It’s a common belief that if you run a marathon, you won’t need a knee replacement at age 75. However, scientific evidence does not support this claim. While it’s true that regular exercise can improve joint health and mobility, the need for knee replacement surgery is influenced by many factors, including genetics, lifestyle, and injury. Therefore, it is important to seek personalized advice from a medical professional to maintain joint health and reduce the chance of needing knee replacement surgery.
Understanding knee health and marathon training
Training for a marathon is an intense process that puts a lot of stress on your body, including your bones and joints. According to Dr. Sanesh Tuteja, Arthroscopy and Sports Medicine Consultant at Fortis Hospital, there are some common injuries that runners should be aware of. These include stress fractures, runner’s knee, shin splints, Achilles tendonitis, and more. He also provides advice on how to deal with these injuries, when to seek medical attention, and how to avoid these injuries through preventive measures.
Partial knee replacement: A viable alternative?
Interestingly, research suggests that many patients who are suitable for minimally invasive partial knee replacement surgery do not have the surgery because surgeons are reluctant to adopt new techniques. . The National Institute for Health and Care Excellence (NICE) says partial knee replacement surgery is less invasive, has a shorter recovery time and costs the NHS around 30% less to perform, so all eligible patients should be offered partial knee replacement surgery. We recommend offering joint replacement surgery.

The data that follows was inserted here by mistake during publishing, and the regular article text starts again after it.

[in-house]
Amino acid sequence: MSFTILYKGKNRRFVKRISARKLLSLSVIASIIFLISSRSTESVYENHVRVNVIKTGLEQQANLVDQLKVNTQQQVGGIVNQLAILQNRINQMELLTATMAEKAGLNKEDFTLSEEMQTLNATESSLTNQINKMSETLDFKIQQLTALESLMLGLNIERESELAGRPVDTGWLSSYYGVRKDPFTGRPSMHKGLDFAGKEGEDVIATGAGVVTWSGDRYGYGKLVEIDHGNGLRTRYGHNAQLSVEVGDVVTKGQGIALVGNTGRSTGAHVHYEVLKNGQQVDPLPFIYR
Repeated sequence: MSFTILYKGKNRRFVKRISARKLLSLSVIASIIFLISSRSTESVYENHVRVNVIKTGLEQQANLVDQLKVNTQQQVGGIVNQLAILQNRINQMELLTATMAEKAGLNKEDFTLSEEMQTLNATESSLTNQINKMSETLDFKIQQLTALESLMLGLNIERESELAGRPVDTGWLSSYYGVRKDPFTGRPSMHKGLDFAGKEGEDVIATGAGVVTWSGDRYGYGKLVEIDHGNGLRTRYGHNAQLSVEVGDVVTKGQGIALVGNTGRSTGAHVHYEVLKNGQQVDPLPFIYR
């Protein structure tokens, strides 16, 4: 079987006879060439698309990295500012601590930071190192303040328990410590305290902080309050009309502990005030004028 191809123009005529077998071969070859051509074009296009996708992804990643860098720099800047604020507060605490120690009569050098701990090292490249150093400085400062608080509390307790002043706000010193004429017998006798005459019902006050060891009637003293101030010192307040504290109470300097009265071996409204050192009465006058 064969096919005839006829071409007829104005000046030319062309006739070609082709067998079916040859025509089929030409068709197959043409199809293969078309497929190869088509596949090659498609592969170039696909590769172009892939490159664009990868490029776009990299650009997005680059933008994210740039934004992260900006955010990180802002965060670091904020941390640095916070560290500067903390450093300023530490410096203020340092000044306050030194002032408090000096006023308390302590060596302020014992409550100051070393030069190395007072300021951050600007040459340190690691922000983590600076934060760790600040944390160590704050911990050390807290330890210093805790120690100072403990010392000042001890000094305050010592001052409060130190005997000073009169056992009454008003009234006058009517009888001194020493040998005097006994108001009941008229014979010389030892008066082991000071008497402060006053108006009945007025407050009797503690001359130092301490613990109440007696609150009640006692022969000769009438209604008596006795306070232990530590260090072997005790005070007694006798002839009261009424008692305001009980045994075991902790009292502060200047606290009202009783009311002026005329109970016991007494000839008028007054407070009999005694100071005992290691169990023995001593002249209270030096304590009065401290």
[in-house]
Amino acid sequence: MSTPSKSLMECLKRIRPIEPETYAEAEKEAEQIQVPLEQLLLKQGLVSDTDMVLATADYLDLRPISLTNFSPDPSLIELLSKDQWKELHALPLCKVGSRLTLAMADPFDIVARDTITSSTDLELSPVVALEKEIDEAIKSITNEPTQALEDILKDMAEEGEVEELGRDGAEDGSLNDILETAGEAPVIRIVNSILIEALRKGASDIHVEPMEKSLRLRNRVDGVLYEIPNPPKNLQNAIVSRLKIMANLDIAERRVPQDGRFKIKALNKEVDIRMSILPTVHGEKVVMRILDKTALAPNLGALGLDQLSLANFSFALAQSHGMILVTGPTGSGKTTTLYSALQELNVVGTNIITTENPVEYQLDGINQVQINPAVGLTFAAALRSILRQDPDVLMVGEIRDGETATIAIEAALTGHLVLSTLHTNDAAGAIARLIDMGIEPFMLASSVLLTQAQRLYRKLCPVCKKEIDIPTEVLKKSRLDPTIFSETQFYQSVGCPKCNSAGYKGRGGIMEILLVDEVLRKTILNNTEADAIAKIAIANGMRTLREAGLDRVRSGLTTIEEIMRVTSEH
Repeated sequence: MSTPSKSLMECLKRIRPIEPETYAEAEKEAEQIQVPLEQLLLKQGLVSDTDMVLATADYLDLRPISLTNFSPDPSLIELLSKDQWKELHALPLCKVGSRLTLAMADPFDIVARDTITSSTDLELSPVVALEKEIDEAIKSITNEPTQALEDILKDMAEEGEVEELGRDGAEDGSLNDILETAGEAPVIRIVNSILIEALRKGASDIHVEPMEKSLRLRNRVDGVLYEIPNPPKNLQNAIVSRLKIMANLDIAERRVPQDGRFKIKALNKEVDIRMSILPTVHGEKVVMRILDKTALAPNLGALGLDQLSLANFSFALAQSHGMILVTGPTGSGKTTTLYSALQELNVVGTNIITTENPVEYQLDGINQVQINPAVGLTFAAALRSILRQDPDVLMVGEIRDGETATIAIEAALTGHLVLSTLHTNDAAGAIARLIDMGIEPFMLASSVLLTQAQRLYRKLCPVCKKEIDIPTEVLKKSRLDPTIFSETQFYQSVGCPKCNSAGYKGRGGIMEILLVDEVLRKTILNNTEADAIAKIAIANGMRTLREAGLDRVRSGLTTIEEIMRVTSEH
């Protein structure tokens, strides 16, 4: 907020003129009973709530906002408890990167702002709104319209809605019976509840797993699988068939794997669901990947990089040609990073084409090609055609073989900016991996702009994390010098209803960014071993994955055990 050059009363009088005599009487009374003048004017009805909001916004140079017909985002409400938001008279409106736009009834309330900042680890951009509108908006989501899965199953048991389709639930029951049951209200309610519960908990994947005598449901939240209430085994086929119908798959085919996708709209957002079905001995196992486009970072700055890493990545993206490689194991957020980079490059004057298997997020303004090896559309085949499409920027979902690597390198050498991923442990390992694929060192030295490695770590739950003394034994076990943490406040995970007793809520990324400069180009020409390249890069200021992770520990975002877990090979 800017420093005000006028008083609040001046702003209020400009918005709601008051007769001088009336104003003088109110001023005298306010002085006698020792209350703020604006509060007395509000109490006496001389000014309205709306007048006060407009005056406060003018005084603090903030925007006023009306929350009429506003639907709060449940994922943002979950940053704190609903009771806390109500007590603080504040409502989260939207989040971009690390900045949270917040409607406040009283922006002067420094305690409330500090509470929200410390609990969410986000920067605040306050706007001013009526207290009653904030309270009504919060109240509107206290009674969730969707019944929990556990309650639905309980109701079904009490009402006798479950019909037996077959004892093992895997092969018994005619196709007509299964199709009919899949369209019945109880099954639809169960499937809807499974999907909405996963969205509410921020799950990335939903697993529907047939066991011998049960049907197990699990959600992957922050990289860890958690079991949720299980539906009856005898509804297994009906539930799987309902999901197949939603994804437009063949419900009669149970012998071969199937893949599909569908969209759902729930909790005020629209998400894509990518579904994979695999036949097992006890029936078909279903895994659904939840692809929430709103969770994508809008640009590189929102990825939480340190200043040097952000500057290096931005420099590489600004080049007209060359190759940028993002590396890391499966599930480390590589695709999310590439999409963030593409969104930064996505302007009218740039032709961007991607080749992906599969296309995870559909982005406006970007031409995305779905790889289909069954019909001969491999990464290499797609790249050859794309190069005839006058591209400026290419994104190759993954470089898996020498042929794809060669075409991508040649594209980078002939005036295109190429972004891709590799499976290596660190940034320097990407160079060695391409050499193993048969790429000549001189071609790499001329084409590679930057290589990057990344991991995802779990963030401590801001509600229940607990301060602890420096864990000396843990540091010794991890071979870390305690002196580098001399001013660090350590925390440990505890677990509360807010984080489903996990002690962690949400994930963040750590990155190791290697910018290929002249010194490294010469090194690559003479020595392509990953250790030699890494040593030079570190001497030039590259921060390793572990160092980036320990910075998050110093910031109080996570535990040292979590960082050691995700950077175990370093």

Marathon running and cardiovascular health
Marathon running has a big impact on your joints, but it’s also important to consider its cardiovascular effects. Several studies have found an increased risk of atherosclerotic cardiovascular events among highly active middle-aged endurance athletes. However, there is conflicting evidence as to whether marathon running improves or worsens pre-existing atherosclerosis. A meta-analysis of 10 cohort studies found that all-cause mortality was 33% lower in athletes than in the general population, suggesting that this level of physical activity may have a protective effect. Ta.
Preventing knee injuries for runners
Despite the potential risks, it’s possible to enjoy running while taking care of your knee health. Running Physio provides information about knee injuries, treatment, and prevention. It emphasizes the importance of a balanced training routine, proper footwear, and strength training to support joint health. Additionally, maintaining a healthy weight, staying hydrated, and warming up before a run can all help prevent knee injuries.
In conclusion, while marathon running can have both positive and negative effects on knee health, it’s important to remember that many factors contribute to the need for knee replacement surgery . Therefore, it’s a good idea to consult a medical professional to ensure that your running routine is promoting rather than harming your joint health.